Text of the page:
Using the art of the homily, Archbishop Rowan Williams spoke to the ecumenical relationship between the Anglican Communion (Episcopal Church in USA), and the Roman Catholic Church, citing history. For a thousand years the Camaldoli hermitage and its monks have been praying and living with the presence of the Lord. The Archbishop’s homily was presented at Papal Vespers, San Gregorio Magno al Celio 10 March 2012.
Praying in the presence of the Lord can be a form of definition for contemplative prayer, practiced by Christians the world over, and of course, by the Camaldoli monks of the Benedictine Order throughout its 1000 years. The Archbishop said, regarding this prayer and the Camaldoli anniversary (Homily on the 1000 year anniversary of Camaldoli (Benedictine): The Archbishop of Canterbury’s Homily at Papal Vespers) that this is a great gift to be united with God in a manner described in this way …a statement on contemplation and faith:
”Your Holiness, dear brothers and sisters, it would be wrong to suggest that we enter into contemplation in order to see one anther more clearly; but if anyone were to say that contemplation is a luxury in the Church, something immaterial for the health of the Body, we should have to say that without it we should be constantly dealing with shadows and fictions, not with the reality of the world we live in. The Church is called upon to show that same prophetic spirit which is ascribed to St Gregory, the capacity to see where true need is and to answer God’s call in the person of the needy. To do this, it requires a habit of discernment, penetration beyond the prejudices and clichés which affect even believers in a culture that is so hasty and superficial in so many of its judgements; and with the habit of discernment belongs a habit of recognizing one another as agents of Christ’s grace and compassion and redemption. And such a habit will develop only if we are daily learning the discipline of silence and patience, waiting for the truth to declare itself to us as we slowly set aside the distortions in our vision that are caused by selfishness and greed. In recent years, we have seen developing a vastly sophisticated system of unreality, created and sustained by acquisitiveness, a set of economic habits in which the needs of actual human beings seem to be almost entirely obscured.”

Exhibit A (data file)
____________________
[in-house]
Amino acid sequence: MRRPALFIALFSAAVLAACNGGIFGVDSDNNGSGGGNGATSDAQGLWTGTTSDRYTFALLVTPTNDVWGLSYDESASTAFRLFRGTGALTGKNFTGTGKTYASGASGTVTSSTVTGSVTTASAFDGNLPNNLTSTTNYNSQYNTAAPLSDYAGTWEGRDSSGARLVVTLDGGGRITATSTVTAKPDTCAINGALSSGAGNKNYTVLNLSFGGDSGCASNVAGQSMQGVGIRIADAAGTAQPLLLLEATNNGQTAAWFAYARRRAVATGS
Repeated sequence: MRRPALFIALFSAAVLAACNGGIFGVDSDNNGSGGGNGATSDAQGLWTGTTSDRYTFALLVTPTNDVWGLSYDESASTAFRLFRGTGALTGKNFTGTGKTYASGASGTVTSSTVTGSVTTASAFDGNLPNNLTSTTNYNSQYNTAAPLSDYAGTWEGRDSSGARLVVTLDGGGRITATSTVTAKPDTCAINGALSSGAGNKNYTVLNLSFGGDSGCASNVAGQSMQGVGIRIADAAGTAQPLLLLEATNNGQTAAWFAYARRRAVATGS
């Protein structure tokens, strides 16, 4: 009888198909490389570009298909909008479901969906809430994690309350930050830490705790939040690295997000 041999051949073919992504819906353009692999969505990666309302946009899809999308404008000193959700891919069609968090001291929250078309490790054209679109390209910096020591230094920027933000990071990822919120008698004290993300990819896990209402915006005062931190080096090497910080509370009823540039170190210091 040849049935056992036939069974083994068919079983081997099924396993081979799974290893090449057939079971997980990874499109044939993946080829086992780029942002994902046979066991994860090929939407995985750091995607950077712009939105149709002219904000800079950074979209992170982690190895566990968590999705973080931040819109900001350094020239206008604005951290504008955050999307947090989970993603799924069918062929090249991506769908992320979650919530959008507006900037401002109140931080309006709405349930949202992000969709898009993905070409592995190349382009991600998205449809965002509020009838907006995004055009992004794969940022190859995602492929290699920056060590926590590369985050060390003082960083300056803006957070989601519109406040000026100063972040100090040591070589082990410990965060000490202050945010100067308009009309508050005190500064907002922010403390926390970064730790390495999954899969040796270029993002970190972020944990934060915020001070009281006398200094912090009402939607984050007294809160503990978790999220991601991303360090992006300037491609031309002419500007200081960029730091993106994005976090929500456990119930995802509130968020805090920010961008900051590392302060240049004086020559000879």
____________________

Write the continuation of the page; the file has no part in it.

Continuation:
His Homily that traces the connection of relationship between the Camaldoli order and Catholic Church with the Anglican Communion, and in the case of this writer, specifically, Episcopal Church USA, is a profound measure of ecumenicism. This charism of friendship, this charism of ecumenicism is a modern element of the monk’s practice and life in our 21st century and this modern era of Christianity. In San Francisco’s Bay Area there are many Camaldoli, Benedictine Oblates. Theree are 600 in the world at large. There is a study house for Monks in Berkeley, California called Incarnation Monastery. In Big Sur, California is an American motherhouse, Immaculate Heart Hermitage (New Camaldoli). But it is St. Gregory who the Archbishop of Canterbury cites along with Romauld, who was a powerful force and founder in the tradition of the monasteries and in the whole Camaldoli order. And of course, we can’t ignore St. Benedict, whose Rule both monks and Oblates follow.